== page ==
Listen to Article
When the United States formally entered World War II — the six-year-long global conflict that began in 1939 with Nazi Germany's attack on Poland — in 1941, millions of brave Americans helped to fight for the cause. Among them was New Orleans resident Lawrence Brooks, who served the country for five years as a soldier in the US Army's 91st Engineer Battalion. Fortunately for us, Brooks, who will celebrate his 111th birthday on September 12, 2020, is still around to share his exciting encounters.
Born in Norwood, Louisiana, in 1909, Brooks was one of 15 children. He moved to New Orleans as a young man and worked in a laundry and a parking garage before being drafted in the army at the age of 31. He was discharged after serving the mandatory one-year term with the 91st Engineer Battalion — a primarily African American unit responsible for building military infrastructure — in November 1941, only to be re-enlisted a month later to help the US efforts in World War II. Brooks began as a support worker and eventually rose to the rank of Private First Class — the highest-ranking level of Private in the US Army. The designation is given to individuals who carry out all tasks and orders assigned to them to the best of their ability.
As an African American soldier serving during a time when racial segregation was alive and well in the US Army, Brooks often faced discrimination. Dr. Robert Citino, senior historian at the National World War II Museum in New Orleans, says, "We went to war with Hitler, the world's most horrible racist, and we did so with a segregated army because, despite guarantees of equal treatment, this was still Jim Crow America. African Americans were still subject to all kinds of limitations and discrimination based on the color of their skin. I think they were fighting for the promise of America rather than the reality of America."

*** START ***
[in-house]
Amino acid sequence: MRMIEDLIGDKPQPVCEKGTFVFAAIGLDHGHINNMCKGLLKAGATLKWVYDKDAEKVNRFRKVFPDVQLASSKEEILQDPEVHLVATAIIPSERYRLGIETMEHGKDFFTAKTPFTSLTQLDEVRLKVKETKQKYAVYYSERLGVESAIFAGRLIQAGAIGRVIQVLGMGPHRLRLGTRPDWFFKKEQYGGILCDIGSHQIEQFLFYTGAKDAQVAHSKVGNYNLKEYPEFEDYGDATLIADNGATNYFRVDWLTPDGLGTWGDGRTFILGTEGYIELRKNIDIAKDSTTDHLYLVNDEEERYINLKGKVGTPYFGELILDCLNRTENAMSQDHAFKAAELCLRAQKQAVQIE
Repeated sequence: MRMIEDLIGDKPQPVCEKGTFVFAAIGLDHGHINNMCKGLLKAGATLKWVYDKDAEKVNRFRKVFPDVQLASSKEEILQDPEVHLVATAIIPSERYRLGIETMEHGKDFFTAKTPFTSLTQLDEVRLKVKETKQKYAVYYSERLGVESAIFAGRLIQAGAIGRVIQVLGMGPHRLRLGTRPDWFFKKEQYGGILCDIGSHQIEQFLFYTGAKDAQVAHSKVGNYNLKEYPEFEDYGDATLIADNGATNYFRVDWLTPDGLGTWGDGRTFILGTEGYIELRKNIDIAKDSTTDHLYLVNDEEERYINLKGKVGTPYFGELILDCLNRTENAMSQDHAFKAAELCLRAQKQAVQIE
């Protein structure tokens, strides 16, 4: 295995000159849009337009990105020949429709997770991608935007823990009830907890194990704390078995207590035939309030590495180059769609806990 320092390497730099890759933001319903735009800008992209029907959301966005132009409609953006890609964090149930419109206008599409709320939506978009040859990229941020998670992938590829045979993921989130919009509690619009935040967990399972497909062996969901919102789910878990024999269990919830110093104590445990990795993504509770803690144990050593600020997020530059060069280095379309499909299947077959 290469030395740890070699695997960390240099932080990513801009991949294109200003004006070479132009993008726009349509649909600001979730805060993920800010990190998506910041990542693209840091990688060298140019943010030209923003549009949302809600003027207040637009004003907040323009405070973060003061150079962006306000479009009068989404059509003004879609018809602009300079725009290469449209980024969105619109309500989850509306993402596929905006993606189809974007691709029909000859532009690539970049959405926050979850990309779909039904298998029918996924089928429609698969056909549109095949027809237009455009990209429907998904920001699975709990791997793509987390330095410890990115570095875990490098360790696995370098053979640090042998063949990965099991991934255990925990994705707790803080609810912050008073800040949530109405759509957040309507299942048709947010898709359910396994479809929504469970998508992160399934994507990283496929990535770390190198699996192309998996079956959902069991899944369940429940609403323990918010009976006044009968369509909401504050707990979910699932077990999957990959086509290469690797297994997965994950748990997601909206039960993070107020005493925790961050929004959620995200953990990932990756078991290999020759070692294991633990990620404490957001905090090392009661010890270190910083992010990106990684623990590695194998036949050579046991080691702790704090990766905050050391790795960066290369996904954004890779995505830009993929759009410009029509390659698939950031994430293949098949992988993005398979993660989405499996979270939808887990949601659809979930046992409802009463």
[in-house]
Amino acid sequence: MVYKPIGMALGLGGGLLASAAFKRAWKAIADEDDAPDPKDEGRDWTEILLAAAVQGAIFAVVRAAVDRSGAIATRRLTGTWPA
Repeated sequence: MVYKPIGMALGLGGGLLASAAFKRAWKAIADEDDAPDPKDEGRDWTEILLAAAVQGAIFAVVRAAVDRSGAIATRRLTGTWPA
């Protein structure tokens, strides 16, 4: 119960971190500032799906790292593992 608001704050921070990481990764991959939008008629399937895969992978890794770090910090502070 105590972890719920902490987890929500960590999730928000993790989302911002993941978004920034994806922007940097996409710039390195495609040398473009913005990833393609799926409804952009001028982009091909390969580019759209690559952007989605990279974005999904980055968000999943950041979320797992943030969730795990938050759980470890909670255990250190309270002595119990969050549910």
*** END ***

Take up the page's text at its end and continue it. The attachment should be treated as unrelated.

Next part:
However, the supercentenarian tries not to dwell on the negative experiences. "I had some good times, and I had some bad times," Brooks said in an interview with the National Geographic. "I just tried to put all the good ones and the bad ones together and tried to forget about all of them."
During his five years serving in the US Army, Brooks encountered numerous life-threatening situations. The veteran particularly recalls one incident when he, along with two other soldiers, were tasked with transporting a shipment of barbed wire from Australia to New Guinea. While en route, one of the engines of their C-47 plane suddenly died. "There was the pilot, the co-pilot and me and just two parachutes," Brooks said in his oral history interview with the museum. "I told them, 'If we have to jump, I'm going to grab one of them.'" Fortunately, their strategy of offloading their cargo into the ocean to stabilize the plane worked and the three soldiers were able to land safely.
Brooks, who earned the title of America's oldest-living veteran after Richard Arvin Overton passed at the age of 112 in 2018, attributes his longevity to his healthy lifestyle. For the past five years, the National Museum of World War II has commemorated the veteran's milestone birthdays with community parties, which include live performances from Victory Belles, a popular local trio of singers.
Unfortunately, the COVID-19 pandemic has forced museum officials to cancel the in-person festivities this year. However, they still plan to make Brooks' day special and have asked Americans around the country to mail birthday cards addressed to the veteran to the museum. On September 12, 2020, a small group of face mask-wearing museum personnel will hand-deliver the cards, and any gifts or flowers received, to the veteran at his New Orleans residence, which he shares with his daughter.
"We just thought there has to be some way that we can still celebrate him in a way that is safe but also gets more people involved," Amber Mitchell, the museum's Assistant Director of Public Engagement told CNN. "If we aren't able to gather in ways that we're used to, we can always invent new ways to connect or rediscover old ways, like you would with a birthday card."
While the September 1, 2020, deadline to send the written greetings has long passed, you can still wish the amazing veteran a happy birthday by adding your comments below!